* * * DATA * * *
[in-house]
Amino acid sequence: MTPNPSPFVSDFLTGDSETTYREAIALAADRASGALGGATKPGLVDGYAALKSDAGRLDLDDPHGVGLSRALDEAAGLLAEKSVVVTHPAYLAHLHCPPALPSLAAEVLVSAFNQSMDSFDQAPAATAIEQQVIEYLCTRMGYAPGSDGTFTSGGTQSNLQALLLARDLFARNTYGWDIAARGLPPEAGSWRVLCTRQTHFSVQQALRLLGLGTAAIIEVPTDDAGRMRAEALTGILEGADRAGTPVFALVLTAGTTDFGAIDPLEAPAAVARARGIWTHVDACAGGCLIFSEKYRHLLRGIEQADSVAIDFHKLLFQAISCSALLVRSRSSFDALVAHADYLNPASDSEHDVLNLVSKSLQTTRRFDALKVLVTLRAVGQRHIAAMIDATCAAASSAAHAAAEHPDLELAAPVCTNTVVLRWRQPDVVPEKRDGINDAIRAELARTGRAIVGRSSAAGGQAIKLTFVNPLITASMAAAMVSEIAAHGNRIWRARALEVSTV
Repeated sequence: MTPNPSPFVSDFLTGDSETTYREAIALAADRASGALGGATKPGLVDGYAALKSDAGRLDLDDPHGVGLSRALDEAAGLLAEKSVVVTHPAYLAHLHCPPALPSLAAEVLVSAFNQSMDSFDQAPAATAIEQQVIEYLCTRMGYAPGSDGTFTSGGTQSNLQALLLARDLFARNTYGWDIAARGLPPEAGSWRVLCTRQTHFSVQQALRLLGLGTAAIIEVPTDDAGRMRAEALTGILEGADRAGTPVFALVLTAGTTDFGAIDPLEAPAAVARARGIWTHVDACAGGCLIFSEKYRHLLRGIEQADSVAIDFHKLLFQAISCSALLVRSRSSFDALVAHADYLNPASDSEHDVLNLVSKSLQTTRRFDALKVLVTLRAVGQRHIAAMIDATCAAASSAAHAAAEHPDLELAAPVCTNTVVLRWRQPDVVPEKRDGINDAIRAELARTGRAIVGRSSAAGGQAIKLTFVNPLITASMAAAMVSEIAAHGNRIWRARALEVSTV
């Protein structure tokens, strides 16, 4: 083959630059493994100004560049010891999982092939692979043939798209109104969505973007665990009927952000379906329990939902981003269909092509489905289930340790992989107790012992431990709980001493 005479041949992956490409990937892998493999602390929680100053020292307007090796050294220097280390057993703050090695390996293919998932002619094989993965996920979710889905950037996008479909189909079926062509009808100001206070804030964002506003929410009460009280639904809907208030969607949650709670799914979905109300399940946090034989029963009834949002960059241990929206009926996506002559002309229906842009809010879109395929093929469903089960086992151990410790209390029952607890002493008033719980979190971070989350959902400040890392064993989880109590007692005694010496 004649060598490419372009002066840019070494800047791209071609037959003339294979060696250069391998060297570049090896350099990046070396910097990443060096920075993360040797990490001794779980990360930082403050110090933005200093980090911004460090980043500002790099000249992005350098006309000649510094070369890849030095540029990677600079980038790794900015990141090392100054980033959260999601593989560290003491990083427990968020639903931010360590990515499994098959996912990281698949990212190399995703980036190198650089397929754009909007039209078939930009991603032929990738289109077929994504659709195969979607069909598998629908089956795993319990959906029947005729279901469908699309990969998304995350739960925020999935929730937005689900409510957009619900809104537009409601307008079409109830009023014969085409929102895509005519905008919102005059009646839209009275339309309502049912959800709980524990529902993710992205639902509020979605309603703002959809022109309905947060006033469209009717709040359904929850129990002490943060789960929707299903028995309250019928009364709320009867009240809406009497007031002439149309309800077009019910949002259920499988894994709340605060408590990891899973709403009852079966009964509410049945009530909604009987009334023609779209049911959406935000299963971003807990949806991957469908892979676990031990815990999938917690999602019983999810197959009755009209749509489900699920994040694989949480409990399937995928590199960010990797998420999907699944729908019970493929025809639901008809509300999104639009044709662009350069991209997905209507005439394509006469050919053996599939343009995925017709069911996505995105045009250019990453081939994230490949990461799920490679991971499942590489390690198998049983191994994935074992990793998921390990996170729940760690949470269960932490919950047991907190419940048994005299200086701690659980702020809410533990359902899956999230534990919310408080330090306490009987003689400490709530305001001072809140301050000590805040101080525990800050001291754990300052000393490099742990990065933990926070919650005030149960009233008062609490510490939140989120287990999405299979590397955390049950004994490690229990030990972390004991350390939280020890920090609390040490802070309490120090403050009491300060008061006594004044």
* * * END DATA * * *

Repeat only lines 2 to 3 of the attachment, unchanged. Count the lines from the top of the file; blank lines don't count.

Amino acid sequence: MTPNPSPFVSDFLTGDSETTYREAIALAADRASGALGGATKPGLVDGYAALKSDAGRLDLDDPHGVGLSRALDEAAGLLAEKSVVVTHPAYLAHLHCPPALPSLAAEVLVSAFNQSMDSFDQAPAATAIEQQVIEYLCTRMGYAPGSDGTFTSGGTQSNLQALLLARDLFARNTYGWDIAARGLPPEAGSWRVLCTRQTHFSVQQALRLLGLGTAAIIEVPTDDAGRMRAEALTGILEGADRAGTPVFALVLTAGTTDFGAIDPLEAPAAVARARGIWTHVDACAGGCLIFSEKYRHLLRGIEQADSVAIDFHKLLFQAISCSALLVRSRSSFDALVAHADYLNPASDSEHDVLNLVSKSLQTTRRFDALKVLVTLRAVGQRHIAAMIDATCAAASSAAHAAAEHPDLELAAPVCTNTVVLRWRQPDVVPEKRDGINDAIRAELARTGRAIVGRSSAAGGQAIKLTFVNPLITASMAAAMVSEIAAHGNRIWRARALEVSTV
Repeated sequence: MTPNPSPFVSDFLTGDSETTYREAIALAADRASGALGGATKPGLVDGYAALKSDAGRLDLDDPHGVGLSRALDEAAGLLAEKSVVVTHPAYLAHLHCPPALPSLAAEVLVSAFNQSMDSFDQAPAATAIEQQVIEYLCTRMGYAPGSDGTFTSGGTQSNLQALLLARDLFARNTYGWDIAARGLPPEAGSWRVLCTRQTHFSVQQALRLLGLGTAAIIEVPTDDAGRMRAEALTGILEGADRAGTPVFALVLTAGTTDFGAIDPLEAPAAVARARGIWTHVDACAGGCLIFSEKYRHLLRGIEQADSVAIDFHKLLFQAISCSALLVRSRSSFDALVAHADYLNPASDSEHDVLNLVSKSLQTTRRFDALKVLVTLRAVGQRHIAAMIDATCAAASSAAHAAAEHPDLELAAPVCTNTVVLRWRQPDVVPEKRDGINDAIRAELARTGRAIVGRSSAAGGQAIKLTFVNPLITASMAAAMVSEIAAHGNRIWRARALEVSTV